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With all that today’s parents have to do, how is it possible to go about the mammoth task of parenting the media?

Published in Register Columnists

As I was driving to work this week, I saw a sign outside a neighbourhood church. It read: “Prayer is the original wireless form of communication.”

Published in Guest Columns

QUEBEC CITY – Social media can be difficult to navigate, but Catholics can reach out with a content-savvy approach that can truly engage people, young social media professionals told Catholic media leaders on Thursday.

Published in Faith

ROME, Italy – An international congress in Rome this autumn will bring together experts to focus on the problem of online sexual abuse of minors and how to better safeguard children on the internet.

Published in Vatican

Journalists, taxi drivers, musicians and motels have all had their economic apple carts upset by the Internet. Theology professors are discovering they too are not immune from the game-changing, democratizing effect of the world wide web.

Published in Education

TORONTO - Thanks to the Internet today’s youth have the power to influence systemic change on an international scale, Toronto students heard from an award-winning Filipino journalist.

Published in Canada: Toronto-GTA

WASHINGTON - Pornography is sexualizing the innocence of the nation's young children, causing a race to adulthood before the end of childhood.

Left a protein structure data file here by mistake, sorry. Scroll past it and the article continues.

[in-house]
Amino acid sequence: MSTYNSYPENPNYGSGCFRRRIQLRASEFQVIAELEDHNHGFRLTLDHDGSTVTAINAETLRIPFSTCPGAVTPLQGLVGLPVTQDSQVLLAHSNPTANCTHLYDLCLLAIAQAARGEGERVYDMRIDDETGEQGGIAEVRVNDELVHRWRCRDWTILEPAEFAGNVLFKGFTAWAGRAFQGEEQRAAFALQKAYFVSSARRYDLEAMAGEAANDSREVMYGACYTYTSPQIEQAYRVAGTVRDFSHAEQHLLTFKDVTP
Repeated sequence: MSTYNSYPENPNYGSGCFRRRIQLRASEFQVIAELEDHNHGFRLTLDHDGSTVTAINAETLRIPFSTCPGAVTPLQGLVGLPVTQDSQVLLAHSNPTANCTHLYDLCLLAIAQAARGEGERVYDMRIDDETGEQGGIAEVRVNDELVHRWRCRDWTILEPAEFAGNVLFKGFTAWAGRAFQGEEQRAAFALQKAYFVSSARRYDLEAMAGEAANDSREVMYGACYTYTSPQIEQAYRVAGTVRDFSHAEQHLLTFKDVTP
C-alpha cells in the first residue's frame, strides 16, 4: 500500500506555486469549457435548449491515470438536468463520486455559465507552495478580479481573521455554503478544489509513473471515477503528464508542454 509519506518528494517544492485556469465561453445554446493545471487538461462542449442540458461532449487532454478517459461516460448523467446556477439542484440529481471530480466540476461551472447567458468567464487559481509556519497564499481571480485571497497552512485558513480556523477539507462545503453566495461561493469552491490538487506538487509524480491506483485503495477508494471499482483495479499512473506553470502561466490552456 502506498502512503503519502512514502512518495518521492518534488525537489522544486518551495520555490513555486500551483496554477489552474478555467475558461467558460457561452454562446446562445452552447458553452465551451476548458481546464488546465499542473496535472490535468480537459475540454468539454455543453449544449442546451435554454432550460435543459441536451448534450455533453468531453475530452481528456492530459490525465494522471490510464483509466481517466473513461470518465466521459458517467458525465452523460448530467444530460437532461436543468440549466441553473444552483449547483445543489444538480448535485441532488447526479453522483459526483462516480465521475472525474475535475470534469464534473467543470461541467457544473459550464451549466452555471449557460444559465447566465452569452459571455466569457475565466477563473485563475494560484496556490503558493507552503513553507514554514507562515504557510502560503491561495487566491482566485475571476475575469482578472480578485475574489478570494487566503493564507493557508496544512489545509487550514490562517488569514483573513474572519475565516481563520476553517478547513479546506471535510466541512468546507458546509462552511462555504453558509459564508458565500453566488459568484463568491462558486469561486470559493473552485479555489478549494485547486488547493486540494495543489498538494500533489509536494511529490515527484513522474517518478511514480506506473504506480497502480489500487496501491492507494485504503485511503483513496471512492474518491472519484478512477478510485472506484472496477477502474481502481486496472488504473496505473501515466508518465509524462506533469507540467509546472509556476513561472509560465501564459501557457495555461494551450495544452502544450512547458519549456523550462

Published in International

WASHINGTON - The Catholic Church's strong stance against pornography is based on church teaching that the human body should be respected and every person has a God-given dignity.

Published in International

The Canadian contribution to the final report of the Extraordinary Synod of Bishops on the family comes up in paragraph 10, where synod fathers speak of dangers of the Internet.

Published in Canada

INDIANAPOLIS - Blogging offers the Catholic Church one more way to evangelize for the faith while reaching new audiences, especially young people, a panel of Catholic bloggers told a packed room during the Catholic Media Conference in Indianapolis.

The panelists, which included Bishop Christopher J. Coyne, apostolic administrator of the Archdiocese of Indianapolis, a frequent user of Twitter, agreed that while not all bloggers are official church representatives, the relatively new but quickly growing form of communication has influenced how the church spreads its message.

Published in Features

VATICAN CITY - The Vatican is in line to control the new Internet address extension ".catholic" and decide who is allowed to use it.

The Internet Corporation for Assigned Names and Numbers, a nonprofit corporation that coordinates the assignment of Internet domain names and addresses around the world, announced the Vatican's formal application  June 13 in London.

Published in International

WHEELING, W.Va. - Young Catholics have a new web site available to them featuring nationally known Catholic speakers, musicians and comedians who have teamed up to help them grow in their faith.

Any Given Sunday, Reflections for the Young  Church, features 45 national Catholic youth ministry personalities — including Steve Angrisano, Chris Padgett, Matt Maher, Shannon Cerneka and Jamie Dillon just to name a few — who each writes a reflection for the weekly Mass readings.

Each week, the site offers a reflection from one of the participating personalities.

Published in Youth Speak News

VATICAN CITY - The Vatican's official website suffered an attack by computer hackers March 7, cutting off access by users for several hours.

Italian media outlets reported that the website, vatican.va, became unresponsive around mid-afternoon local time, just as several other websites carried messages taking credit for the disruption in the name of the hacking group Anonymous. Email to and from the vatican.va domain was reportedly also blocked for at least part of the time.

Published in International